The good news is, some items you’re currently spending on will naturally decline (entertainment out, dining out, etc.) when you have a newborn. Even though some areas are obviously increasing, others will decline without a lot of sacrifices.

3. Revisit your budget and incorporate baby items and an unpaid maternity leave

Once you have a good overview of your new expenses, add them into your budget spreadsheet (or you can use my maternity leave and baby budget template by popping your email in the form above) and see where you land.

At this point, if you’ve previously balanced your income and expenses (by offsetting income with expenses and savings goals) your expenses will be above what you make. Now, we can make adjustments.

The good news is you’ve hopefully been saving each month, and you’ll now incorporate some natural adjustments I mentioned above.

Here are a few great places you can cut to prepare your budget for a baby:

  • Revisit your entertainment and dining out spending
  • Food is also a good place to cut out waste. If you don’t already meal plan, starting can save you a bundle. We also saved a TON by starting to shop at Aldi
  • You may need to reduce your savings in the short term until your income grows. Childcare is a massive expense and most families can’t just absorb the cost and continue the pre-savings rate they had before baby. This is NOT a long-term strategy, so to protect yourself work to increase your savings every 3 months gradually so the budget shock isn’t too painful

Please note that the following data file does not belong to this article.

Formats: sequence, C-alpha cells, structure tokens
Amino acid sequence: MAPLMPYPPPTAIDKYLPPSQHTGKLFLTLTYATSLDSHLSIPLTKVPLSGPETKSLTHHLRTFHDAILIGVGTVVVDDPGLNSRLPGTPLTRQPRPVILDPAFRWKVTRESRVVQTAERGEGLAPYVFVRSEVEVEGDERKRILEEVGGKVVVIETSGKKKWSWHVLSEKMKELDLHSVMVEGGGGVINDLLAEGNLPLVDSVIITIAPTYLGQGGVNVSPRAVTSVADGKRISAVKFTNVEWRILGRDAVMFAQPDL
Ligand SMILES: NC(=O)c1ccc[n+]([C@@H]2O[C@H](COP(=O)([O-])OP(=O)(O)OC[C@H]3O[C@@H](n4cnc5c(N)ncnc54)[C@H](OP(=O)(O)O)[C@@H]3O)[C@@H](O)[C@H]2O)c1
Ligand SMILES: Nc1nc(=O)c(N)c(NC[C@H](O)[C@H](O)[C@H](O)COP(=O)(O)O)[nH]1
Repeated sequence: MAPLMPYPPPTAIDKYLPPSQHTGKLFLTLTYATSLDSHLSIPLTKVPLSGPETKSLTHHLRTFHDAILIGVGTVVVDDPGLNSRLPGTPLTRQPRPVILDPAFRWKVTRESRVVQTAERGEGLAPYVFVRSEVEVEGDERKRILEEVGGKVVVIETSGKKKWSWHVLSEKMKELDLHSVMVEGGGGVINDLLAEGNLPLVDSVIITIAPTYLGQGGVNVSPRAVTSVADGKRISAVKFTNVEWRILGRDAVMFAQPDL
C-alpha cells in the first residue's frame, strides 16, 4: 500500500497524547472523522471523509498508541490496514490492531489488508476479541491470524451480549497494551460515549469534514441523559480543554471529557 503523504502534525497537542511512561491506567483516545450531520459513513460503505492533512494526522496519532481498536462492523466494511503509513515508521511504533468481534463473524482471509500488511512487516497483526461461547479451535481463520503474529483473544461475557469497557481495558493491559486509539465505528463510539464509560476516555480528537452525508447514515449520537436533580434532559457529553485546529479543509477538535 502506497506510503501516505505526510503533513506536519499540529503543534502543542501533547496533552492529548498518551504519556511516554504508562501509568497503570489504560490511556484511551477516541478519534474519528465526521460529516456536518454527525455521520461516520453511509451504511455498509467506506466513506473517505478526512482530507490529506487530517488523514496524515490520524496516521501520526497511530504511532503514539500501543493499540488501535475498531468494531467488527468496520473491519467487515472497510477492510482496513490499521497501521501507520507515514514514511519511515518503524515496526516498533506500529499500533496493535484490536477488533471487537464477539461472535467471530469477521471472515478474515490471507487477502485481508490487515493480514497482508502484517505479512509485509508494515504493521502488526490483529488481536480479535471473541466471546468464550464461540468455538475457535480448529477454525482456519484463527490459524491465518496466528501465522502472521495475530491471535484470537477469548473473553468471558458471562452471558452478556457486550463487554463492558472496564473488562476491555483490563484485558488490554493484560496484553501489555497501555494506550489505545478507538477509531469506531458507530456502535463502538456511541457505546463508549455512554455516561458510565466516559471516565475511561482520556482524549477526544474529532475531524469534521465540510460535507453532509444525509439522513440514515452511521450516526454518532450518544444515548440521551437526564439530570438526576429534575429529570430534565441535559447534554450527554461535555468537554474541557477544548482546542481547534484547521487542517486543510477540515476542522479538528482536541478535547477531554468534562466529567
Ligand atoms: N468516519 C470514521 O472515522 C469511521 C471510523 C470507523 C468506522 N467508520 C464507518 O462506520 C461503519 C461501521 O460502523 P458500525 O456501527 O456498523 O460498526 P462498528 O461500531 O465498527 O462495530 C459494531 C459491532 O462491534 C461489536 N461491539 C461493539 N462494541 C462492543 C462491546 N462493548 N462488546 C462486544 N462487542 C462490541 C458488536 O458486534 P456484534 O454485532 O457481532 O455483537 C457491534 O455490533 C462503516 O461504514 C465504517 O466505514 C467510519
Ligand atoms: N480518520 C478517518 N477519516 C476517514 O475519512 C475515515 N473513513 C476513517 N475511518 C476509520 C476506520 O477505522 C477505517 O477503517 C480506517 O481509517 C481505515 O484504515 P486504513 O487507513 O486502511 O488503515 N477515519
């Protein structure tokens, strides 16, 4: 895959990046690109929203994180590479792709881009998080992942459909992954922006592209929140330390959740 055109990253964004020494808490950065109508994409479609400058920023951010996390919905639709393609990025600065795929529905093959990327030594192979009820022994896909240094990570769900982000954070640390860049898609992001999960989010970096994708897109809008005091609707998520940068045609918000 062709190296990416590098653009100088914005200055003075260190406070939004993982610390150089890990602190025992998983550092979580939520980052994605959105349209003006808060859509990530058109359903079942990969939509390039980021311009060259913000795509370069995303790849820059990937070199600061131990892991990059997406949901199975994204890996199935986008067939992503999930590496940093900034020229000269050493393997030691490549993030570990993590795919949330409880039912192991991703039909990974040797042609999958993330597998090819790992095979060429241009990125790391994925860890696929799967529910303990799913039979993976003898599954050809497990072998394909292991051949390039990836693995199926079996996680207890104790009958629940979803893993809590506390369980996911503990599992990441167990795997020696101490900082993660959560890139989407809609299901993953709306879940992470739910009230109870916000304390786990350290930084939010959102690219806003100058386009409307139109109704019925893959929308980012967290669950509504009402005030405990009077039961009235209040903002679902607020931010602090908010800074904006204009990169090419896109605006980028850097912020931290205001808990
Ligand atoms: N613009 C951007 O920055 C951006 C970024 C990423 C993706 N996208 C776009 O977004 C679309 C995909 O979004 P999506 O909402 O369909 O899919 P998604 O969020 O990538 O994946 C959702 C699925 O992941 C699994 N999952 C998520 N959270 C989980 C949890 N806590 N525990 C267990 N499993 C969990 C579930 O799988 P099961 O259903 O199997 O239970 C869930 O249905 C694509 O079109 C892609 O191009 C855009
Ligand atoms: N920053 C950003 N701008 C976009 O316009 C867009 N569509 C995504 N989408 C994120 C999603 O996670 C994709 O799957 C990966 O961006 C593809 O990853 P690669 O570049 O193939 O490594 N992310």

• Start looking for other ways to grow your income (side hustle, planning your next promotion at work, etc.) This phase isn’t permanent, and the increase in expenses can be offset by additional income you generate

4. Don’t forget about longer-term expenses

So many people focus ONLY on saving money for maternity leave. Or figuring out how to afford the baby items and the costs of having a child for the first few years. While this is just a reality of having children, you can’t abandon all your other financial goals.

There are some expenses that will pop up with children that just aren’t a factor the first year. This doesn’t mean they shouldn’t at least be on your radar. Things like activities, classes, birthday parties, etc. should all be factored into your budget as the baby grows.

Additionally, saving for college can begin even before baby is born. If you haven’t started thinking about this yet, check into a 529 account ASAP.

Ideally, your income will grow as your baby gets older and these items enter the picture. However, it’s good to at least be thinking about how you’d cover extra classes, etc. within your current budget.

It is NOT an effective strategy to reduce your 401k or retirement contributions or not begin saving for college and say you’ll get to it later. News flash. Later won’t happen. All the aforementioned activities will pop in, and you’ll always end up spending as much as you have. Make long-term savings a priority now.

You can’t take out a loan for retirement. Don’t neglect your long-term financial goals because you’re having a kid today. You can take out a loan for college. That said, we weren’t thrilled with the idea of our kids having thousands (or hundreds of thousands) in debt for education, so we began saving early.

Long-term expenses (and potential growth in your kids/baby budget line item) can all be factored into your baby budget spreadsheet and template. Just create a line item for each of these long-term goals and ensure they’re a priority as you make your financial plan.

5. Begin making budget adjustments before your baby is born

One of the best things you can do to ease yourself into this new budget is to begin making adjustments and changes even before the baby arrives. If you’re covering daycare costs by cutting down your food budget, begin eating out less NOW before you have to.

The gradual changes you make before the baby gets here are less shocking than making a change all at once.